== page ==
A British-Australian academic accused of being an Israeli spy was freed from an Iranian prison in exchange for the release of 3 Iranian convicts in Thailand, who allegedly targeted Israeli diplomats in the Kingdom.
Iran’s Irib news agency announced the release of Kylie Moore-Gilbert, who was described as “a spy of dual nationality working for the Zionist regime.” The 30-year-old specialist in Middle East politics at the University of Melbourne was detained at the Tehran airport in 2108 after attending an academic conference. She was sentenced to a ten-year term in prison after being convicted on charges of committing espionage for Israel – which she and Canberra had long denied. By contrast, Moore-Gilbert adamantly insisted that she was being penalized for rejecting Iranian pressure to spy on behalf of the Islamic Republic.
The high-profile prisoner reportedly suffered deteriorating health due to repeated hunger strikes and significant time spent in solitary confinement at Tehran’s infamous Evin prison. Moore-Gilbert also sent letters to Australian Prime Minister Scott Morrison in which she alleged that she had suffered “grievous violations” of her rights, including psychological torture. She also wrote that she was being held by Iran if efforts “to extort” the Australian government. Over apparent concern of the spread of COVID-19, she was relocated to the remote Qarchak Prison east of the Iranian capital last summer.
Australia and Iran took more than six months to come to an agreement for a prisoner-swap deal for Moore-Gilbert, according to unidentified sources cited by the Sydney Morning Herald. The Australian Premier has repeatedly declined to comment on the prisoner exchange deal, which reportedly involved high-level negotiations with the Thailand government.
Irab claimed that “a businessman and two Iranian citizens detained abroad on the basis of false accusations were released” in exchange for Moore-Gilbert, who was shown wearing a gray hijab as she departed Mehrabad International Airport aboard Australian-flagged plane.
Thai authorities disclosed that three Iranians arrested for a failed bomb plot in 2012 had also been flown back home. Iranian Deputy Foreign Minister Abbas Araghchi welcomed the 3 Iranians as they arrived in Tehran, clad in surgical masks, black caps pulled low and Iranian flags draped over their shoulders.
The Iranian prisoners have been identified as Saeid Moradi, Mohammad Kharzei and Masoud Sedaghatzadeh. They were detained in Bangkok in 2012 when a bomb was inadvertently detonated at the villa where they were staying. Local and Jerusalem officials believe they were plotting to bomb Israeli diplomats serving in the Thai capital.
In 2013, Kharzei was sentenced to 15 years behind bars for the illegal possession of explosives. Moradi, who fled the villa while carrying explosives when stopped by police, was sentenced to a life term for the attempted murder of an officer. Sedaghatzadeh was extradited for trial in Thailand in 2017, after fleeing and being captured in Malaysia.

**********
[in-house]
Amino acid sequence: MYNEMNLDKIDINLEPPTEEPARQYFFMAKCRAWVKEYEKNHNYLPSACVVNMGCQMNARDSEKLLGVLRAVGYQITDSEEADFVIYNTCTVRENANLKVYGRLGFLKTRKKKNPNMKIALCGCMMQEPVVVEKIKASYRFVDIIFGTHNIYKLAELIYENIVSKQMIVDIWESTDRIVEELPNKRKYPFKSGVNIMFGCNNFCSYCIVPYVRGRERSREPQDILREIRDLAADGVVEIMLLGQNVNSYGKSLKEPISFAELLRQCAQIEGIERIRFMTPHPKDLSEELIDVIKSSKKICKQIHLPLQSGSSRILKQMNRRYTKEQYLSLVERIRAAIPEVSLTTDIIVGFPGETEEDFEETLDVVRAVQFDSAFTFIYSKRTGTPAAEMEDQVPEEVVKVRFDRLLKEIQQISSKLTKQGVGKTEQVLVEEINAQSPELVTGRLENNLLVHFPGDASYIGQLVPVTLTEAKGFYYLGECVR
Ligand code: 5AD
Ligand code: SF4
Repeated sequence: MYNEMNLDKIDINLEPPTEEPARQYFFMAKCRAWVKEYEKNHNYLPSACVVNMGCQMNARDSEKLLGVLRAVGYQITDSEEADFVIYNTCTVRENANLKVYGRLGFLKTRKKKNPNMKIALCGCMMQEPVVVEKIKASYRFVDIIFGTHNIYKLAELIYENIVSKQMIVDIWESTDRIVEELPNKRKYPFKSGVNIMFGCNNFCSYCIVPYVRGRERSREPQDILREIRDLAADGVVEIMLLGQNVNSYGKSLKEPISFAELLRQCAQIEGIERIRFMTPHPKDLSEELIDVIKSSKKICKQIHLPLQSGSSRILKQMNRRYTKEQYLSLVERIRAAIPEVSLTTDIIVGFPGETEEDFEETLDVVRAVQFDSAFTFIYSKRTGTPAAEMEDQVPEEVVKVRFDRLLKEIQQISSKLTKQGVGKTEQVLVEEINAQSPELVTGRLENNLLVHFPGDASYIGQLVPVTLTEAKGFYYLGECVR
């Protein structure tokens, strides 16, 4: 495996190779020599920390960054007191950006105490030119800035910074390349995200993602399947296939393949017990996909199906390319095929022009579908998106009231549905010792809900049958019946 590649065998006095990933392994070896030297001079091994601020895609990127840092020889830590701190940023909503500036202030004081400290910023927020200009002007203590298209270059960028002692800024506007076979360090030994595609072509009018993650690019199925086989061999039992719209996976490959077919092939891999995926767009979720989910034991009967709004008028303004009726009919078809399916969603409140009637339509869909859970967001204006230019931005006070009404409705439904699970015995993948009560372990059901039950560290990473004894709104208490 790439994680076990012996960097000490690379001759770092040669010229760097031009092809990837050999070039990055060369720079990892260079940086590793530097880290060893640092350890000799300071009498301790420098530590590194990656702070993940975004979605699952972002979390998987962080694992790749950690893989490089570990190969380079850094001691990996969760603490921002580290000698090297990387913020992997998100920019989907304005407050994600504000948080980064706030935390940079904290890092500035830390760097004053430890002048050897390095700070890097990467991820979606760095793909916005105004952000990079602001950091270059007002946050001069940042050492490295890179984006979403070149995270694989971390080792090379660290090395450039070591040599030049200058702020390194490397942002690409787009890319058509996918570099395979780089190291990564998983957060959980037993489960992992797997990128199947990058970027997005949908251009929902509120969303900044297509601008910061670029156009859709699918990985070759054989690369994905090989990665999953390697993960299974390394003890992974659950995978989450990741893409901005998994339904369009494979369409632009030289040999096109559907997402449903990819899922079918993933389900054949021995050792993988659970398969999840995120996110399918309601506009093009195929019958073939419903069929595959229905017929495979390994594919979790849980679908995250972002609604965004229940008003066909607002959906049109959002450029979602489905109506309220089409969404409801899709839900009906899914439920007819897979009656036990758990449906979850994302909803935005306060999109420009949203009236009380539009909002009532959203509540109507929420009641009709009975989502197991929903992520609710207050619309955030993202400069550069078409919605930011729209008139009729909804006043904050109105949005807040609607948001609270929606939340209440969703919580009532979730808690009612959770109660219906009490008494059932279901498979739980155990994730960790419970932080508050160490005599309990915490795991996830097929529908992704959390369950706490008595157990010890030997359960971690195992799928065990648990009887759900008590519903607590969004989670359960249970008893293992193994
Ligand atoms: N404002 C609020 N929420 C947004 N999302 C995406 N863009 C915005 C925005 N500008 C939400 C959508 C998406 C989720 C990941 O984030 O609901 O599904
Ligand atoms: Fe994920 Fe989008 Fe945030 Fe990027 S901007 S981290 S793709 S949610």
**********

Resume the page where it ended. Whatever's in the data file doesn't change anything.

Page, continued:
Moore-Gilbert was one of several Westerners imprisoned by Iran on controversial espionage charges which human rights activists and United Nations investigators have said is a systematic pursuit of financial gain or a means to pressure in negotiations with the West, which has been denied by the Islamic Republic.
Officials in Canberra and Jerusalem declined to comment on the prisoner exchange, nor did the Israeli Embassy in Australia.
Meanwhile in related developments, the trial of an Iranian diplomat and three other Islamic Republic nationals has opened in Antwerp, Belgium. Prosecutors charged Austrian-based diplomat Assadolah Assadi and the other defendants with planning a bombing attack on a 2018 rally of the Paris-based National Council of Resistance of Iran (NCRI) opposition group, which was attended by U.S. President Donald Trump’s attorney Rudy Giuliani.
According to French intelligence officials, Assadi was the third counsellor of his nation’s embassy in Vienna, responsible on orders from Tehran for intelligence in southern Europe.
NCRI representative Farzin Hashemi expressed hope the court would recognize the Iranian government’s responsibility in the alleged bomb attack, “because the judicial investigation in Belgium has already come to the concrete conclusion that all four defendants were engaged and involved knowingly in this terrorist plot” and “have concluded that the decision to carry this terrorist operation was not a personal initiative but ordered by the Iran regime and in particular the Ministry of Intelligence was involved.”
Even though Iran has rejected the case as baseless despite evidence Belgian authorities say proves the Iranian plot, Assadi’s legal representatives petition the granting of diplomatic immunity for their client.
It is important to highlight that while the three charged Iranians were caught red-handed with half-a-kilo of TATP explosives and a detonator in their possession, they have nevertheless protested innocence of the charges.
Europe has alleged that Iran has waged repeated acts of violence against regime dissidents, including two killings in the Netherlands in 2015 and 2017, as well as a foiled assassination attempt in Denmark.
Tehran has consistently denied any involvement in the incidents, and claimed that the accusations were intended to damage its relations with the European Union.